Robert D. Hormats is the U.S. Under Secretary of State for Economic, Business, and Agricultural Affairs. He was formerly vice chairman of Goldman Sachs (International) and managing director of Goldman, Sachs & Co.
Hormats has also served as ambassador and deputy US Trade Representative, and senior deputy assistant secretary for Economic and Business Affairs at the US Department of State. He was a senior staff member on the National Security Council and senior economic advisor to National Security Advisors Henry Kissinger, Brent Scowcroft, and Zbigniew Brzezinski. Hormats has received the French Legion of Honor and Arthur Fleming Award.
Mr. Hormats has been a visiting lecturer at Princeton University and is a member of the Board of Visitors of the Fletcher School of Law and Diplomacy and the Dean's Council of the John F. Kennedy School of Government at Harvard University.
Mr. Hormats' publications include Abraham Lincoln and the Global Economy; American Albatross: The Foreign Debt Dilemma; and Reforming the International Monetary System. Mr. Hormats earned a B.A. from Tufts University with a concentration in economics and political science; an M.A. and a Ph.D. in international economics from the Fletcher School of Law and Diplomacy.
Topic: American Business Today
Robert Hormats: American business has become very international. American companies have become an integral part of the global economy in terms of exports; in terms of producing abroad; in terms of financing themselves abroad; in terms of importing from the rest of the world. American companies are really at the forefront of global economic change in many respects.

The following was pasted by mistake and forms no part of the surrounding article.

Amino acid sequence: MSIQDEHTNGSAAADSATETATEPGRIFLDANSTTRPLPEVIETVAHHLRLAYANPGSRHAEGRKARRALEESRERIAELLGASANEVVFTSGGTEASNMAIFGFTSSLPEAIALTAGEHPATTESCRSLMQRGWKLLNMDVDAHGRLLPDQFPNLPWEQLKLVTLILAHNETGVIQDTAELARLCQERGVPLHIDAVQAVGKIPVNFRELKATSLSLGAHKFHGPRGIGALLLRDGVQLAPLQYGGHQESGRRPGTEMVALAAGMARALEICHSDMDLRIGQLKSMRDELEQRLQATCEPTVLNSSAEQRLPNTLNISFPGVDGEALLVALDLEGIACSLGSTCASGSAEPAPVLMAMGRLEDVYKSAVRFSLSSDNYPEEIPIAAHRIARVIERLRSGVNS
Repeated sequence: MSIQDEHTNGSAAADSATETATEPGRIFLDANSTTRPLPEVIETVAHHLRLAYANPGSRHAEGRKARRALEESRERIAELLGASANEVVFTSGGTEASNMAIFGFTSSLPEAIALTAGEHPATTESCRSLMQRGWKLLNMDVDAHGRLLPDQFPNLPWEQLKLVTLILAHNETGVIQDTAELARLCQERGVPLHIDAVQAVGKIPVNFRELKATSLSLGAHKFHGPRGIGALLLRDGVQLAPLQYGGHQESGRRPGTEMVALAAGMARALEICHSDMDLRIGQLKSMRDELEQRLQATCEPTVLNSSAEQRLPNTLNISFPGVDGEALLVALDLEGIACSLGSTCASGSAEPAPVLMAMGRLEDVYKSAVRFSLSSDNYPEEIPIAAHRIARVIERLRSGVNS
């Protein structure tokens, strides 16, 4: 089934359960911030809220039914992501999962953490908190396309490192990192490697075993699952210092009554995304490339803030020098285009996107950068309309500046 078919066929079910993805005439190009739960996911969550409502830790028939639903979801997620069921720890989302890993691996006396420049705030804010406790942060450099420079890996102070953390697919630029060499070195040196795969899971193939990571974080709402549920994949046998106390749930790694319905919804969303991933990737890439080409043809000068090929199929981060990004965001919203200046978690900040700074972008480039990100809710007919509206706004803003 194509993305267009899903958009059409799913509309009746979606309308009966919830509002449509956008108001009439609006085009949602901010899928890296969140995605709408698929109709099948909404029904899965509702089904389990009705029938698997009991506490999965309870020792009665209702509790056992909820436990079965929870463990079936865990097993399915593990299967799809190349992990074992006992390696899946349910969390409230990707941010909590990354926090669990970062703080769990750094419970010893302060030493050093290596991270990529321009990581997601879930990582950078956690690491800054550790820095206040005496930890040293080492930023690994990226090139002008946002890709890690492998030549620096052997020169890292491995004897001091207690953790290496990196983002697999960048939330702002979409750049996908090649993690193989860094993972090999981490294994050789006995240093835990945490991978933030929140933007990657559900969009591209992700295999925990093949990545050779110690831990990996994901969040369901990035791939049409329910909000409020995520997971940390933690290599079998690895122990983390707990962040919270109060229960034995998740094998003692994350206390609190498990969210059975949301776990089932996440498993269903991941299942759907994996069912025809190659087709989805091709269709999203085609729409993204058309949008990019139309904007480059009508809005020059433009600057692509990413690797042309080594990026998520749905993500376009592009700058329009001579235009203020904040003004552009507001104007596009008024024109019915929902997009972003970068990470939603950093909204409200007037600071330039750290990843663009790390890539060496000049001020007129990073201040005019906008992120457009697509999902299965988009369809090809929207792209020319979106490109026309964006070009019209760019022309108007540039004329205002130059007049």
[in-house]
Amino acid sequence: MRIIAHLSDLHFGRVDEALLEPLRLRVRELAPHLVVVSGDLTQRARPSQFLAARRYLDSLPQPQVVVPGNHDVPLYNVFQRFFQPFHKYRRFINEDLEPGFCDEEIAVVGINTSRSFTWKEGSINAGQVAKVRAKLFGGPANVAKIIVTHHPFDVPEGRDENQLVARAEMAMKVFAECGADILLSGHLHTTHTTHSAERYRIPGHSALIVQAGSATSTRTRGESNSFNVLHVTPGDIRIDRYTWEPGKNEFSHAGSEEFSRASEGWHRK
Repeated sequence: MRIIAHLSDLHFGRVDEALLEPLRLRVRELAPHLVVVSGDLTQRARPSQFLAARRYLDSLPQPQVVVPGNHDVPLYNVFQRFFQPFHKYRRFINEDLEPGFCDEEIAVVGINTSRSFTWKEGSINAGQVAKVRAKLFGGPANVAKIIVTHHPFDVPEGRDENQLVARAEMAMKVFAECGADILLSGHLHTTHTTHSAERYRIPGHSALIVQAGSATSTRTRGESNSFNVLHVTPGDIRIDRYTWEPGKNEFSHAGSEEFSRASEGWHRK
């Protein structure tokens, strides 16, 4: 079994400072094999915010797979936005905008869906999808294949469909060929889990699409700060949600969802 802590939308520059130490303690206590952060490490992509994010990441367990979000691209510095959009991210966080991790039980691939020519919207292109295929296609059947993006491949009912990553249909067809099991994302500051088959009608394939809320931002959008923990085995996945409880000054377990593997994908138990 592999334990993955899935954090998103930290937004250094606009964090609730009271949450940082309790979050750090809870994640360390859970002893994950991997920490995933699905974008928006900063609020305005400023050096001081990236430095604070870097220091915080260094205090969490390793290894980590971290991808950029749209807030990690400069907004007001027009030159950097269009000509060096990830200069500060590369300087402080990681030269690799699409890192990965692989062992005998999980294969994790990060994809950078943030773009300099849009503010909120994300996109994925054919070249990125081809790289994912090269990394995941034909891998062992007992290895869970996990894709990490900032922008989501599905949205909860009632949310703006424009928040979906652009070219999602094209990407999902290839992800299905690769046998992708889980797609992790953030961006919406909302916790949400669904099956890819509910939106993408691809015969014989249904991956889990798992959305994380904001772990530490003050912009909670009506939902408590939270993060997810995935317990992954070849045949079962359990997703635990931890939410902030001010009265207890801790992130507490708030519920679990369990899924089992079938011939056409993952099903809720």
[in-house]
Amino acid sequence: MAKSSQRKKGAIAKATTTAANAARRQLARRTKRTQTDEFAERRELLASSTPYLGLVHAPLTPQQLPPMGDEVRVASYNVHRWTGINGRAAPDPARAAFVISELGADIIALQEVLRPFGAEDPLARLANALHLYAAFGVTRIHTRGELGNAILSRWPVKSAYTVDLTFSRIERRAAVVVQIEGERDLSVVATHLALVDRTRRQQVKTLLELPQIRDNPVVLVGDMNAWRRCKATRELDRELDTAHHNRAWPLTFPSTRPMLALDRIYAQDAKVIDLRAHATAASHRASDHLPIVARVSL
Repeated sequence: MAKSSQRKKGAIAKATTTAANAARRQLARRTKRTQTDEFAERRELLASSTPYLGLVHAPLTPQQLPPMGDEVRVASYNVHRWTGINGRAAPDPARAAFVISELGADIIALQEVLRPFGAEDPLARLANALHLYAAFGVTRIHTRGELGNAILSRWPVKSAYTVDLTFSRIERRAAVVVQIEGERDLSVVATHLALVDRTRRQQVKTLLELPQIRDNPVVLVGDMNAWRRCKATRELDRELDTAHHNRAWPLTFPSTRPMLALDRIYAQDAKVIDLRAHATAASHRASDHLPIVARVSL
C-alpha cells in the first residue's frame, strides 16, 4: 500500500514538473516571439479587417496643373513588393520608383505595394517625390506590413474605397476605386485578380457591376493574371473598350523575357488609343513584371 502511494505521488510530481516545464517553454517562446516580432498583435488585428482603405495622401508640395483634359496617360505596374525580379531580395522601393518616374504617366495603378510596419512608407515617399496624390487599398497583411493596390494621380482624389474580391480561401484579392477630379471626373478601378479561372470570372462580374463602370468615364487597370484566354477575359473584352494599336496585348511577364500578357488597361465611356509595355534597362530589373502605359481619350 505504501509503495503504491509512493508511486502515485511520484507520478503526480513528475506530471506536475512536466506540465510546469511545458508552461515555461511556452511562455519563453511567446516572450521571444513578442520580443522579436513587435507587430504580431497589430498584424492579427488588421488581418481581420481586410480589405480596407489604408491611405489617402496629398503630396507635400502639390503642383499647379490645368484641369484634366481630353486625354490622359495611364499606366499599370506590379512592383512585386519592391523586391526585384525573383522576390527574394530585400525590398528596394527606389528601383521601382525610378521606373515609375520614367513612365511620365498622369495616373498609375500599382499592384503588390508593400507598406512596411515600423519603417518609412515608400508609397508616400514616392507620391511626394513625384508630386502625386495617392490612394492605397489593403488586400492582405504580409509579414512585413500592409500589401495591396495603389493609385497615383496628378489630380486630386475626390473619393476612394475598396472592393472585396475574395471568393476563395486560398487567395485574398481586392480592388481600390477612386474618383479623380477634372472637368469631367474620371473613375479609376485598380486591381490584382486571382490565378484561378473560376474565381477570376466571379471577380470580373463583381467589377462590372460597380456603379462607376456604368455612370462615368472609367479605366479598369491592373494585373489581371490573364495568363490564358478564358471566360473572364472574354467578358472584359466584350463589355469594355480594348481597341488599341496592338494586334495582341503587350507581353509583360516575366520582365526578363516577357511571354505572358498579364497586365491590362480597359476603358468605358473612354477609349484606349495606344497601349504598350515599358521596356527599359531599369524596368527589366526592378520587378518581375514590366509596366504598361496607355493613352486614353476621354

I think American companies also are very innovative. American companies are still very entrepreneurial. Americans know perhaps better than many cultures how to create a multicultural, multiethnic, multinational workforce, in part because we are as a country so ethnically diverse that if you understand the importance of an ethnically diverse workforce at home, it’s just one more step to integrating the workforce of people from different countries, and different cultures, and different religions, and different racial groups globally. And American companies do that very well.
I think American business is very innovative, global, and still highly entrepreneurial; but I also think it’s true that companies elsewhere in the world are also very hungry. They’re developing global economic and financial skills. They’re becoming more entrepreneurial.
And as a result this enormous lead that American companies and the American economy had 20 years ago or 30 years ago has been narrowed in many, many respects. And in some areas foreign companies have leaped ahead of American companies in many aspects of technology.
In general I think the U.S. still has a lead; but that lead is far narrower than it was a decade ago. And if we don’t continue to work very hard, be more innovative, educate our people for knowledge-driven jobs of the 21st century, it’s going to be hard for the United States to retain that competitive edge that we pride ourselves in.
Recorded On: July 25, 2007